It turns out that you can erase a narrative, but what can’t be fully erased is the need to have a narrative in the first place. In the midst of a very fractured and fundamentally directionless endeavor, art had to find some semblance of order in all of the art that people were producing (which continues to come at us like a runaway train), and the way that was found to do that was to simply decide which was the most “Contemporary.” The problem with that is that if the goal is to make the most Contemporary art possible, and if Contemporary defines “Right Now,” than it must be understood that Right Now disappears in an instant. In a state such as this, conflating art with stylistic invention is not only possible, but inevitable. Stylistic invention can be described in many ways (fashions, fads, trends), but art is quite reasonably defined in opposition to that. It’s “News that stays news,” to quote Ezra Pound, and as much as an artwork might owe to its particular moment, it can’t be anchored to it. Indeed it must translate to beyond it in order to succeed. In order to translate, it must draw on other things that have also succeeded, a progression forward using templates from the past, with what the mathematician and architect Christopher Alexander calls “A pattern language,” because nothing is made in a vacuum. The unique human ability to see the past as well as the future means that we not only draw on history to inform us of the present, but that we also are allowed to dream up things that haven’t happened yet. That’s what makes good art strange and familiar at the same time.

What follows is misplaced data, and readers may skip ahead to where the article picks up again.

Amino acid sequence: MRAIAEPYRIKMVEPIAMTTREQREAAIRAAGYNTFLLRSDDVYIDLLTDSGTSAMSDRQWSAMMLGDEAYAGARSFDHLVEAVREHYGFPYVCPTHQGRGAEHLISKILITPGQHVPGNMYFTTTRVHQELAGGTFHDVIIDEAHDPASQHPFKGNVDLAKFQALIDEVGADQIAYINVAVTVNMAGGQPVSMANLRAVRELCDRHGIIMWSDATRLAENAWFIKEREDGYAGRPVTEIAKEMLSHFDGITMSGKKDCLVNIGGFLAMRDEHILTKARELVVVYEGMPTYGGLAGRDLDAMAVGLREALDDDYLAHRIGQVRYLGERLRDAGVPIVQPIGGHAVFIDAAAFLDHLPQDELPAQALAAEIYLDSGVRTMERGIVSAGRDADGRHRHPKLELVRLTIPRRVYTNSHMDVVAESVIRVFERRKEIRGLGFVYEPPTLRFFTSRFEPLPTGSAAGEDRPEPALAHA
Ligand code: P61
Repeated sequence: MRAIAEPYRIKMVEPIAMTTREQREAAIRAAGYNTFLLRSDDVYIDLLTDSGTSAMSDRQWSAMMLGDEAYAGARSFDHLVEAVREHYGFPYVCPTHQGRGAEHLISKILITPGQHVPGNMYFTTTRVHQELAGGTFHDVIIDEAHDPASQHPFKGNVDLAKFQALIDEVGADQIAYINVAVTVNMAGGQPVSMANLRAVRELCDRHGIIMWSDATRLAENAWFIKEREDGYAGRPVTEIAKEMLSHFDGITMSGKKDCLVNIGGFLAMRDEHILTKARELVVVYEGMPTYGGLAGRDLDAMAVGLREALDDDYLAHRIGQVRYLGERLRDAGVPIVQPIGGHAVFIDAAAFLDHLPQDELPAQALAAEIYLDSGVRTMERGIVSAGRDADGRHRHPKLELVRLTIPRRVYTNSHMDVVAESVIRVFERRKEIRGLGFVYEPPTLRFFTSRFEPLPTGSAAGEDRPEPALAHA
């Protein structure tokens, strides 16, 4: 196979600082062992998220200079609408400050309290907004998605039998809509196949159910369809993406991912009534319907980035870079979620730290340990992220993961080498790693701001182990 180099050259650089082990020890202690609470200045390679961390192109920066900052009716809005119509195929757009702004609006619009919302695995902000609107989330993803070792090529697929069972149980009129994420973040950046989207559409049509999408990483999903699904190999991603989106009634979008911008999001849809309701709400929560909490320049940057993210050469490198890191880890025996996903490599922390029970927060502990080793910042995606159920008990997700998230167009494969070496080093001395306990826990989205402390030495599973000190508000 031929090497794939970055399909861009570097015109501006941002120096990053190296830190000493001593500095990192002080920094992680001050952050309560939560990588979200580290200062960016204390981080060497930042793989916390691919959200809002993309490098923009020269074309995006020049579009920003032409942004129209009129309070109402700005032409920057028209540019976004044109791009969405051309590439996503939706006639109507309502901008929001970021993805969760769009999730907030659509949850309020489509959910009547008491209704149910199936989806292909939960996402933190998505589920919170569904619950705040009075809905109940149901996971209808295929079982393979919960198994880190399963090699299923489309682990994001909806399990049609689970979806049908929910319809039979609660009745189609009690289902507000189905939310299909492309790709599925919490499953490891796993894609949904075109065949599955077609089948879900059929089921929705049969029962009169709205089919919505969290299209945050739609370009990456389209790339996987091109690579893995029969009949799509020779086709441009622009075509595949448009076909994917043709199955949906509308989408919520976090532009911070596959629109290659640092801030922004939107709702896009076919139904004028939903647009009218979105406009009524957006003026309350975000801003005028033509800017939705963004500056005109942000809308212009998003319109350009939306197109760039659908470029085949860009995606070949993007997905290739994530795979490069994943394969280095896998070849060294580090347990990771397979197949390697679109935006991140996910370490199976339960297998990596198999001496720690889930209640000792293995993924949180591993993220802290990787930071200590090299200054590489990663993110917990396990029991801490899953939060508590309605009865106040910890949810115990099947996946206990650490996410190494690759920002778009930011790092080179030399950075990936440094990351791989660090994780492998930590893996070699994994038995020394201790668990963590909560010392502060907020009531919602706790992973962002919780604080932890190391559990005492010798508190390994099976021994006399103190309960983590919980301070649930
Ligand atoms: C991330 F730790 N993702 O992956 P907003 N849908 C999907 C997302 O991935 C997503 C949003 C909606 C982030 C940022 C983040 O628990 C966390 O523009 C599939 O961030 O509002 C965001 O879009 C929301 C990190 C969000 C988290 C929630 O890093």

By physically making something, engaging in what Donald Kuspit calls “The repersonalization of work in a world of depersonalized work”[iv] issues of craft and tradition versus stylistic invention are inevitably raised. Carving in particular, which has been so universally practiced, and for so long, negates any discussion about style or originality. It has none. It must invariably be seen through the lens of familiar carvings from the past, some of which might have been in a gallery or museum context and some not, putting it well outside the realm of Contemporary ideals. Which leads me, finally, to the fourth thing that carving does, which is to leapfrog over a discussion about style by accepting carving, and therefore art, as an expression of a tradition. I’m more interested in evolution than revolution because there is nothing left to overthrow. The use of tradition really becomes the ultimate form of sampling in a postmodern sense. It uses the heretical notion (also employed by the progenitors of the Renaissance), that it’s okay to look backward to see a clear way forward, which, to the Curitoriat, trained to look for Right Now, is a very difficult proposition to swallow. As Nabokov said, “The future is obsolescence in reverse.”